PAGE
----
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What is an SIA Licence Badge?

Identification badges are a familiar sight these days, the utility meter reader, doctors, nurses, bar staff, even the guy selling chamois leathers door-to-door for charity has one; everywhere you look someone has an ID card dangling around their neck like a badge of honour, but some are more important than others and the SIA badge (or licence) is high on that list.

The common denominator for all these proofs of identity is security; we want to know that the person brandishing a flashlight and rummaging around under our stairs is in fact from British Gas and not someone plotting a raid on our home. The right to wear an SIA Licence is slightly more complicated. With the exception of medical teams or emergency service personnel there are few ID badges which are actually proof that the wearer is displaying their right to do their job and certification of their required training.

The Security Industry Authority Licence is only awarded after proof of intensive instruction by approved training providers and is confirmation that high standards have been achieved. The Security Industry Authority (SIA) reports to The Home Office under the terms of the Private Security Industry Act of 2001. As well as the licensing of individuals working in the industry, including the training providers, the SIA also manage the Approved Contractor Scheme.

In brief, the Approved Contractor Scheme is a further badge or seal of approval from the SIA that contracted security staff supplied to businesses via agencies are fully certified to work in the industry and meet the rigorous standards set by the SIA. Job searches that include the Approved Contractor Scheme logo are well worth considering as your first port of call if you choose the agency route to work.

Without exception all security personnel must have an SIA Licence to work in the industry. No matter what training provider you choose, or what glowing pass rates you might achieve after completing the course, without your SIA Badge you and your employer will be breaking the law if you are working and don’t have one.

The basic rule is simple, you train then you apply for your licence. You can begin to apply for jobs pending the approval of your application, and with a good pass rate and the right assistance with the form-filling it’s unlikely your application will be rejected. Don’t assume that your course pass-rate automatically qualifies you for an SIA Licence, get help with the forms; one error in the information you provide could mean disaster.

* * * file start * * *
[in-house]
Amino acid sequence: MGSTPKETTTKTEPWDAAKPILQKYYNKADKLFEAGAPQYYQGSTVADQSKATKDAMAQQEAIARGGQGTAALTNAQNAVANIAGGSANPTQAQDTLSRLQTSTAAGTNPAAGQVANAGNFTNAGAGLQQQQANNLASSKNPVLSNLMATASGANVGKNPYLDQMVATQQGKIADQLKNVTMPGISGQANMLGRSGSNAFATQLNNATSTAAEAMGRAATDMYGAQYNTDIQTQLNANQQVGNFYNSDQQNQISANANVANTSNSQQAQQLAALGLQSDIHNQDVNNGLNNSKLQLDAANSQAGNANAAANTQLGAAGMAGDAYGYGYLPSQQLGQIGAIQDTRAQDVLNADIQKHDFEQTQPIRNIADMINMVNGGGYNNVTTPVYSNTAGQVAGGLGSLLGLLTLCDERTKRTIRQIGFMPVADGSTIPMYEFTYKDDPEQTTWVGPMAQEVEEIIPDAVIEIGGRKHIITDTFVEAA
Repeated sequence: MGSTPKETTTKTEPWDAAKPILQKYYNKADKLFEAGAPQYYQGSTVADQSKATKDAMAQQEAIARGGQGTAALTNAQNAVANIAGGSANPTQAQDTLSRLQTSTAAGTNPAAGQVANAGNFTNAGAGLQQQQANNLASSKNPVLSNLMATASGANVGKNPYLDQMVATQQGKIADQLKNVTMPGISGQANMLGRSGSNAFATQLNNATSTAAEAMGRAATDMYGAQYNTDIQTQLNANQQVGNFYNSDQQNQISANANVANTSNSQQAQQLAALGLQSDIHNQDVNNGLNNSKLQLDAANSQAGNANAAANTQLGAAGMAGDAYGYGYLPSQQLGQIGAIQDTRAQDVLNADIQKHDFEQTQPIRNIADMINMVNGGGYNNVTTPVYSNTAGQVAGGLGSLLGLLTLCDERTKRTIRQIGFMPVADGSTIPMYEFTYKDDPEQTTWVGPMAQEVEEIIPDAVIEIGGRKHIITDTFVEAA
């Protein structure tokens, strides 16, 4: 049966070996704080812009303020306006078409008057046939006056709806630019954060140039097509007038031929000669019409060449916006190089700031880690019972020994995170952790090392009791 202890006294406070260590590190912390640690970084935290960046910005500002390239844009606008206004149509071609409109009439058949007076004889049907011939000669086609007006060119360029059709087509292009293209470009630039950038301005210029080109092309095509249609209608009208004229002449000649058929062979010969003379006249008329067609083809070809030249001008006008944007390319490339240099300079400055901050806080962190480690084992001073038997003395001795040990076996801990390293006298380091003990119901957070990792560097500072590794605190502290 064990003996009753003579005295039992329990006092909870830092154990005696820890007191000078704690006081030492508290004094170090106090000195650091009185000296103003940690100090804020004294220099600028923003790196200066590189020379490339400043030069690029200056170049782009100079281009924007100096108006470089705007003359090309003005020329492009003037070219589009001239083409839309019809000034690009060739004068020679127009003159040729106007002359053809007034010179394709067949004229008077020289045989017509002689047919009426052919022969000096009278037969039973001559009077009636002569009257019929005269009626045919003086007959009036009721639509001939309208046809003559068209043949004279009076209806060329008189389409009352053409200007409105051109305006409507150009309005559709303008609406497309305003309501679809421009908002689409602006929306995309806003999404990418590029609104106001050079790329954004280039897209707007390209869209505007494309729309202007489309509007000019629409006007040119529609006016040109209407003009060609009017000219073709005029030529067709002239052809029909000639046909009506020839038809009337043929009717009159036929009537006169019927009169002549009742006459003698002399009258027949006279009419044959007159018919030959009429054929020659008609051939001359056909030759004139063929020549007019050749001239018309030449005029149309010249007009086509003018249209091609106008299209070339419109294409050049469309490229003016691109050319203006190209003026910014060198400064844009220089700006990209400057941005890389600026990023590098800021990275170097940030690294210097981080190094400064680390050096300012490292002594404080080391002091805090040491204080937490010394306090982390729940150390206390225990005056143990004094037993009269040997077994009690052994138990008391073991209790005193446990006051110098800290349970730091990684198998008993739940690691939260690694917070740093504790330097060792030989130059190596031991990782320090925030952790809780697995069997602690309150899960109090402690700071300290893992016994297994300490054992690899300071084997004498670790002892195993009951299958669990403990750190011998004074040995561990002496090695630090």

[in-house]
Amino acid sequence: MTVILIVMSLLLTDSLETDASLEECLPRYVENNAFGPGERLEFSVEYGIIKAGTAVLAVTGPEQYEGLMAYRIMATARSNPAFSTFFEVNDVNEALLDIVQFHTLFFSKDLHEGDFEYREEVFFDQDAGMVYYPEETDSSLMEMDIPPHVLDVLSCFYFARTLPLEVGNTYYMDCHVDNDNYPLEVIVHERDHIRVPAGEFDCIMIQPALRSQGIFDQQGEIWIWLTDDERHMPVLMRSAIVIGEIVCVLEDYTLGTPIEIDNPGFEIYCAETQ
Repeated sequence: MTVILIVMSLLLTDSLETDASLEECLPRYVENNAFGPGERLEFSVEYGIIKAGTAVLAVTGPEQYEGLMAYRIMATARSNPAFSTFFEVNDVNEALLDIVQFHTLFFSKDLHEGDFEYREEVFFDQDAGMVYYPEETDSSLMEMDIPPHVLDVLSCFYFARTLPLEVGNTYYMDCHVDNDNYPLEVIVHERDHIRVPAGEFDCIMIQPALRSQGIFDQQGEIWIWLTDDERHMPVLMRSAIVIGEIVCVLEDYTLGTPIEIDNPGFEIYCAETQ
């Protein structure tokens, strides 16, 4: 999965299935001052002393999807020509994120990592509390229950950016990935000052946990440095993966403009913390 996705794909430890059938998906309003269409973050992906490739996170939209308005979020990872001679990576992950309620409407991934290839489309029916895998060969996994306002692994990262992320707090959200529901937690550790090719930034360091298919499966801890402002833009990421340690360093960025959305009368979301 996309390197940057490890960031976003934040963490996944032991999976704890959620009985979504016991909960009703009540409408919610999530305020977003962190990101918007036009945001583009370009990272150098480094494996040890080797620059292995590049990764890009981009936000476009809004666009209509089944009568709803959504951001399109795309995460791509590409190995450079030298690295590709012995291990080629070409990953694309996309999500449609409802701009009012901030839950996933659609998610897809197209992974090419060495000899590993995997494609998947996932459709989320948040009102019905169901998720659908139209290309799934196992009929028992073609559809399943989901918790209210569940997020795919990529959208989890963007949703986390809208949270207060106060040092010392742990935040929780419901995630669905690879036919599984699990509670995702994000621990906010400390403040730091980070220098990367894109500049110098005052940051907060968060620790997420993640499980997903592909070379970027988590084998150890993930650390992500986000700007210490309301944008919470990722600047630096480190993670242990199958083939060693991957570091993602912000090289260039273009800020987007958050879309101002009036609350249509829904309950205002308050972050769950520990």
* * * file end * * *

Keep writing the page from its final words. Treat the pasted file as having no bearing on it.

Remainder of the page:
You’d be right in thinking that filling in a form is no big deal, but there are a staggering number of applications rejected based on misinformation or sloppy presentation. Any security training provider worth their salt is unlikely to want you to fail at this stage, the best advice is to take all the help you can get – it doesn’t cost you anything and can mean the difference between achieving your final goal or not.

Which area of the security industry you decide to specialise in is entirely up to you and the list of options can be confusing – choose a training provider that gives you every opportunity to ask all the questions you need answers to and best practice here is to actually speak to a ‘real’ person. Most training providers will have a professional team of advisors on hand to guide you through the course selection process – that’s why they are there, use them to your advantage.

Don’t let your decision be swayed on price alone, check out the training options carefully and look out for proven pass rates. The Security Industry is one of the biggest employment sectors in the UK right now with thousands of vacancies to fill – you only need study the figures put forward for the proposed security infrastructure at the 2012 Olympics to appreciate how financially important the industry is to the UK economy.

Security jobs are often regarded by less informed sceptics as a stop-gap employment tactic, but look at the level of training involved to get to grips with how important these roles are. Your decision to train might not be based on a long-term plan but the SIA Licence included on your CV is regarded by employers as a badge of meaning now and for your future. 



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